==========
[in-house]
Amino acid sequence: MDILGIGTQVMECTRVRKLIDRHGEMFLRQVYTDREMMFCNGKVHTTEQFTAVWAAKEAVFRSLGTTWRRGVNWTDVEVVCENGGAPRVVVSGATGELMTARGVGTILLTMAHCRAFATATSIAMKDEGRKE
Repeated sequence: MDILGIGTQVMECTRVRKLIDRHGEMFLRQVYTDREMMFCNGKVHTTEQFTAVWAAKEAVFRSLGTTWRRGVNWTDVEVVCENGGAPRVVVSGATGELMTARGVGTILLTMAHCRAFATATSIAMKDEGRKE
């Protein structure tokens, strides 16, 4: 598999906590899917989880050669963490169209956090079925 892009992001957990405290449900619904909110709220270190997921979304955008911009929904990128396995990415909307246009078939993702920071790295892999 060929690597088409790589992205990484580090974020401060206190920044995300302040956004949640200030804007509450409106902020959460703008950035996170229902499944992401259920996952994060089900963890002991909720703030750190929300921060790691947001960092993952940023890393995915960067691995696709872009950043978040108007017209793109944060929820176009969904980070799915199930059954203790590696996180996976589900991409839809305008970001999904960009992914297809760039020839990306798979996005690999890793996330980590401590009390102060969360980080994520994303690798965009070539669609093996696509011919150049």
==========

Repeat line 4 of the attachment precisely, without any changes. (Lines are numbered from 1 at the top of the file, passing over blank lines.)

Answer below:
């Protein structure tokens, strides 16, 4: 598999906590899917989880050669963490169209956090079925 892009992001957990405290449900619904909110709220270190997921979304955008911009929904990128396995990415909307246009078939993702920071790295892999 060929690597088409790589992205990484580090974020401060206190920044995300302040956004949640200030804007509450409106902020959460703008950035996170229902499944992401259920996952994060089900963890002991909720703030750190929300921060790691947001960092993952940023890393995915960067691995696709872009950043978040108007017209793109944060929820176009969904980070799915199930059954203790590696996180996976589900991409839809305008970001999904960009992914297809760039020839990306798979996005690999890793996330980590401590009390102060969360980080994520994303690798965009070539669609093996696509011919150049």